The following excerpt is adapted from the book ‘Higher and Friendly Powers – Transforming Addiction and Suffering’ (1) by Peg O’Connor.
‘Renouncing addiction to alcohol or other substances and behaviour excludes hedging one’s bets. One cannot both become a new person and hold onto old ways of doing and being. Nor can a person genuinely renounce (give up, relinquish, surrender etc) a behaviour or attitude just because it is what another person wants or attempts to compel. No one can change the consciousness of another person.
Often people who are trying to stop using alcohol or other drugs hedge their bets or leave themselves an out, a layer of protection from complete abstinence. As William James says:
“A drunkard, or a morphine or cocaine addict, offers himself to be cured. He appeals to a doctor to wean him from his enemy, but he dares not face blank abstinence….Everyone knows of cases of this incomplete and ineffective desire for reform….To really give up anything on which we have relied, to give up definitively, “for good and all” and forever, signifies one of those radical alterations of character….In it the inner man rolls over into an entirely different position of equilibrium, lives in a new center of energy from this time on, and the turning point and hinge of all such [psychic change] seems usually to involve the sincere acceptance of certain nakedness and destitutions.”
Leaving an out, keeping some drugs in reserve “just in case,” will not bring about the sort of transformation of character that one professes to want. One’s actions and wishes are not congruent. Fully wanting inconsistent or even contradictory things is not uncommon with people struggling with addiction. The more divided a person’s self is the more difficult it is for one’s actions and wishes to be congruent. Some part of a struggling addict may really want to stop using and may even actively believe that he can, but other parts of the self have no desire to stop using. This internal division is a hallmark of addiction. Furthermore, a person who tries to make such a big change but keeps an alleged safeguard in place may find himself moving further along the misery spectrum.. The consequences of his actions will continue to become more severe, and his life more miserable. He may move deeper into pathological melancholy.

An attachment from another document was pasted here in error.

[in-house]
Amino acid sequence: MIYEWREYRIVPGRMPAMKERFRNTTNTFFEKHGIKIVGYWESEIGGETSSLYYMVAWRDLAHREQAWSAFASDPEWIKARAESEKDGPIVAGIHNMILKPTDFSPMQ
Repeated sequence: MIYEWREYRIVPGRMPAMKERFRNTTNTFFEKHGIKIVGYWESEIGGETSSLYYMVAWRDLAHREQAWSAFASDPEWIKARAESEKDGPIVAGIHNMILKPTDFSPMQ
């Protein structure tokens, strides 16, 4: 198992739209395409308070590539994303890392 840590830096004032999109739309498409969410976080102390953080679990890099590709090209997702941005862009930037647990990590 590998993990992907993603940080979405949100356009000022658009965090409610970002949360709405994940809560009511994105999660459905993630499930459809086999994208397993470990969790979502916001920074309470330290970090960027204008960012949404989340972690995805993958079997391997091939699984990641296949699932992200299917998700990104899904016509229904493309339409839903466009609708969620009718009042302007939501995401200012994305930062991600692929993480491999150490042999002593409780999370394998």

A person’s attitude matters enormously. Does he wish to stop using or does he will to stop using? Willing and willingness need to be distinguished from desiring and wishing. The latter two can lead to incredible frustration and suffering. The former make possible great transformation.